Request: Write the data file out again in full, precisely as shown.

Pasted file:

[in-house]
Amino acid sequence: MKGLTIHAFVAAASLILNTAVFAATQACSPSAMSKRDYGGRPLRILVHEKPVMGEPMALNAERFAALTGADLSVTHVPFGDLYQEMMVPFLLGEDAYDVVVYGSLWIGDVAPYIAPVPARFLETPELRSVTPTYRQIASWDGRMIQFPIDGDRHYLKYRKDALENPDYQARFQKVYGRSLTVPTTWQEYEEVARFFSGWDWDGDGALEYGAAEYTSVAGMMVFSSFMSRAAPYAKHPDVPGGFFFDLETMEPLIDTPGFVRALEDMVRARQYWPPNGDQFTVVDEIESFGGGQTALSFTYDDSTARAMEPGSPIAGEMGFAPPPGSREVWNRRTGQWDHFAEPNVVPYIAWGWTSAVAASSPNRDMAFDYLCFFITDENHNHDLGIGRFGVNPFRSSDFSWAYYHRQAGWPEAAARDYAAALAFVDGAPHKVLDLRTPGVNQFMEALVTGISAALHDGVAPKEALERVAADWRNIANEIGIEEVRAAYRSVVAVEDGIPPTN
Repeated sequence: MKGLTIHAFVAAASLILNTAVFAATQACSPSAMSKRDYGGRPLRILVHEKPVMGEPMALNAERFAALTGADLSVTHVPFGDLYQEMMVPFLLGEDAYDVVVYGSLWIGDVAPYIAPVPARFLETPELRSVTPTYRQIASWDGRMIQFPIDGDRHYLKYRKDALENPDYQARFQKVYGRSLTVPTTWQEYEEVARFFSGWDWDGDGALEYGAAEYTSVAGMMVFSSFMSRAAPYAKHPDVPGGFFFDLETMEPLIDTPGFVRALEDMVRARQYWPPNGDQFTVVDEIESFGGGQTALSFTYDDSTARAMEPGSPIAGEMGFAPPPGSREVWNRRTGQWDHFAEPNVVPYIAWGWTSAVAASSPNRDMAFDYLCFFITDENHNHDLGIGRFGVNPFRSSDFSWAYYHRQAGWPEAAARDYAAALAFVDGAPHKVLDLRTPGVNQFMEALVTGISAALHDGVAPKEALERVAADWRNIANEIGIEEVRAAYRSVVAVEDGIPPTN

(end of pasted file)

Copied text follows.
[in-house]
Amino acid sequence: MKGLTIHAFVAAASLILNTAVFAATQACSPSAMSKRDYGGRPLRILVHEKPVMGEPMALNAERFAALTGADLSVTHVPFGDLYQEMMVPFLLGEDAYDVVVYGSLWIGDVAPYIAPVPARFLETPELRSVTPTYRQIASWDGRMIQFPIDGDRHYLKYRKDALENPDYQARFQKVYGRSLTVPTTWQEYEEVARFFSGWDWDGDGALEYGAAEYTSVAGMMVFSSFMSRAAPYAKHPDVPGGFFFDLETMEPLIDTPGFVRALEDMVRARQYWPPNGDQFTVVDEIESFGGGQTALSFTYDDSTARAMEPGSPIAGEMGFAPPPGSREVWNRRTGQWDHFAEPNVVPYIAWGWTSAVAASSPNRDMAFDYLCFFITDENHNHDLGIGRFGVNPFRSSDFSWAYYHRQAGWPEAAARDYAAALAFVDGAPHKVLDLRTPGVNQFMEALVTGISAALHDGVAPKEALERVAADWRNIANEIGIEEVRAAYRSVVAVEDGIPPTN
Repeated sequence: MKGLTIHAFVAAASLILNTAVFAATQACSPSAMSKRDYGGRPLRILVHEKPVMGEPMALNAERFAALTGADLSVTHVPFGDLYQEMMVPFLLGEDAYDVVVYGSLWIGDVAPYIAPVPARFLETPELRSVTPTYRQIASWDGRMIQFPIDGDRHYLKYRKDALENPDYQARFQKVYGRSLTVPTTWQEYEEVARFFSGWDWDGDGALEYGAAEYTSVAGMMVFSSFMSRAAPYAKHPDVPGGFFFDLETMEPLIDTPGFVRALEDMVRARQYWPPNGDQFTVVDEIESFGGGQTALSFTYDDSTARAMEPGSPIAGEMGFAPPPGSREVWNRRTGQWDHFAEPNVVPYIAWGWTSAVAASSPNRDMAFDYLCFFITDENHNHDLGIGRFGVNPFRSSDFSWAYYHRQAGWPEAAARDYAAALAFVDGAPHKVLDLRTPGVNQFMEALVTGISAALHDGVAPKEALERVAADWRNIANEIGIEEVRAAYRSVVAVEDGIPPTN